The slow climb back home

April 26, 2007

It’s happening – the fridge slowly refilling with condiments, the milk crates giving way to shelves found tucked at the back of used furniture stores, the creaks of doors and windows becoming familiar background noise. How I can find my way to the bathroom in the dark. Settling in. The appliance count is up to four now with a washer and dryer. Give me a stud-finder so I can hang my favourite antique mirror and I’m set. That’s not entirely true, I still haven’t found a paper towel holder. Or a dog. The hunt continues – I’ve made a few depressing trips out to the SPCA; dogs endlessly rising to the promise that each person who walks in will be theirs. Hopeful eyes, wagging bums. I cry each time I leave, and not just because I haven’t found the one for me but because I can’t be the one for all of them. Like everyone else, I often imagine what I would do if I won the lottery; I always imagine a sum of at least ten million so that at least one million can go to the SPCA in every city I’ve lived. When my uncle died a few years ago his will asked that donations be made in his name to the local shelter – their house was always full of foster pets, of strays. They never turned an animal away, and eventually moved somewhere large enough to accommodate their menagerie. I found the best friend of my life thus far at a shelter before and am committed to adopting again, but it’s a heartbreaking search. It will be worth it in the end (sharing your life with an animal always is) but each time I go I have to restrain myself from lashing out at strangers on my way home – I find it hard to stomach that I move amongst people, nameless faceless people, that would do something as cruel as chain a dog’s face to an exhaust pipe while the car is running just so they no longer have to take care of it. I can save one right now, and one day a tenure-financed tract of land and I will save more.


Memory is like fiction; or else it’s fiction that’s like memory. This really came home to me once I started writing fiction, that memory seemed a kind of fiction, or vice versa. Either way, no matter how hard you try to put everything neatly into shape, the context wanders this way and that, until finally the context isn’t even there anymore. You’re left with this pile of kittens lolling all over one another. Warm with life, hopelessly unstable.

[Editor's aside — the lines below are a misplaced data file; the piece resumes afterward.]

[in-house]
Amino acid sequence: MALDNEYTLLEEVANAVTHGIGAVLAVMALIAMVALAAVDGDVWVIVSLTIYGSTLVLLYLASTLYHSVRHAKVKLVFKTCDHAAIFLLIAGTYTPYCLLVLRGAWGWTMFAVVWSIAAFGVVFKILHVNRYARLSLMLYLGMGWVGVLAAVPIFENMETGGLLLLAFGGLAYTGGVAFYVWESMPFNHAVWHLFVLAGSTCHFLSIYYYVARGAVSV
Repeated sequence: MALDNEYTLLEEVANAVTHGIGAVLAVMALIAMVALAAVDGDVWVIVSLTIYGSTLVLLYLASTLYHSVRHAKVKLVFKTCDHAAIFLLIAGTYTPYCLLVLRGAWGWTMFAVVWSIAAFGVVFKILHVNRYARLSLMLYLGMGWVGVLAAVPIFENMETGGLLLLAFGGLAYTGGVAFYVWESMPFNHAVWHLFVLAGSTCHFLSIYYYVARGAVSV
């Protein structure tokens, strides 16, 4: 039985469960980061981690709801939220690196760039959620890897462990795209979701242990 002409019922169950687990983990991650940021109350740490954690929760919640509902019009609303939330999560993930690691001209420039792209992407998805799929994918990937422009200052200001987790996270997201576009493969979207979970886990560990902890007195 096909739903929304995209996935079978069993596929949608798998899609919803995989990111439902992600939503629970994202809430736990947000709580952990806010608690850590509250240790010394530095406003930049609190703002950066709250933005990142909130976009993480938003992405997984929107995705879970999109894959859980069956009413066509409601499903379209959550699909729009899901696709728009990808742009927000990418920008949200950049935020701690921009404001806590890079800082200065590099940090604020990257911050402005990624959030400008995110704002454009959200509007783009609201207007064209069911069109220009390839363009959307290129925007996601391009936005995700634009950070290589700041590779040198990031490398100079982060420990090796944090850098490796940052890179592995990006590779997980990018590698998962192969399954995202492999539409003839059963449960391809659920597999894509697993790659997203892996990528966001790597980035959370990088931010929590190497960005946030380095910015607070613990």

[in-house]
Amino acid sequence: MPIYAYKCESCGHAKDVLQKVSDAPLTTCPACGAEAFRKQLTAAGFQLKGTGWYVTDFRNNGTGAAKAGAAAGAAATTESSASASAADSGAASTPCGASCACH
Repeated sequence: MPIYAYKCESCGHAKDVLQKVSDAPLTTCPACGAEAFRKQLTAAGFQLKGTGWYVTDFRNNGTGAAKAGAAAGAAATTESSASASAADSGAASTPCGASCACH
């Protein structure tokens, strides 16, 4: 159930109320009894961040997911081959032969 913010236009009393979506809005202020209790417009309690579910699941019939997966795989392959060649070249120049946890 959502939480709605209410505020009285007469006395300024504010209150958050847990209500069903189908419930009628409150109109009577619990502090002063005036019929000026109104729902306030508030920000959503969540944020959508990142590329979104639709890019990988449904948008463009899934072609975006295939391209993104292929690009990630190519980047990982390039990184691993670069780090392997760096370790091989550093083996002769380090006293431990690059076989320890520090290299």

-Haruki Murakami, “The Last Lawn of the Afternoon”

Bonheur d’un Flaneur

April 15, 2007

I’m alone again. Boxes have been unpacked (except some that were crammed unceremoniously into the closet at the end of Moving Day Two), my enormous new beast of a table now dominates my dining room, and all I hear are my fingers on the keys and the whirr of the fridge (I now own appliances! An apron must surely be next). Art has been hung, books (and more books, and yet more books) have been shelved, and when I look around at a space that is entirely mine I exhale with real, instinctual happiness. Not to disparage my former roommate in any way – my joy at living alone again has everything to do with me. My phone and internet have yet to be reconnected (I’m currently pilfering someone’s unsecured wifi), and the past few days of dropping out of range of everyone but myself were by this point very necessary. I need me right now. It’s been one hell of a semester, and the dust is still settling. I made it, and sitting amidst the genuine quiet I’m not entirely sure how I managed – or even if I did. I made a string of poor choices based on a laughable over-estimation of my capabilities and capacities. But this change of scenery… it’s a simple shift in perspective that I can already feel. I know that the newness will wear off and this will just become home, but that’s part of what I’m anticipating. I haven’t felt at home in a long time, and there’s something about this configuration of space, this neighbourhood, that’s already tugging at that part of my heart. Proximity to train tracks and waterways. The old warm wood permeating the apartment. The money set aside in lieu of painting, of a washer and dryer, of cable, of high-speed internet, for a new canine best friend. I miss Isis every day, and the past few months especially. Dogs bring a certain kind of companionship made up of unconditional love and unrelenting get-outsideness that you forget is essential until you need it most. The SPCA is near the top of my to-do list, after a bathmat and before a paper-towel holder.


April 12, 2007

Day of school.
March up the stairs at the Papineau metro.
Nap on the daybed.
Run in the park.
Day of cable.

Migrate the blog. Not just to mildly protest that my pretty, labour-intensive graphic has disappeared, but also to set up categories (there’s something satisfying about classifying and organizing – I can see why structuralism caught on). One of the biggest categories will no doubt be ‘Feminism,’ and I’ll put stuff like this in it – a reminder that women are still demeaned when we speak out in public, that our sexuality is still viciously policed, that our most culturally acceptable choice is still to be quiet and modest lest we be seen as ‘asking for it.’ Grrrrr.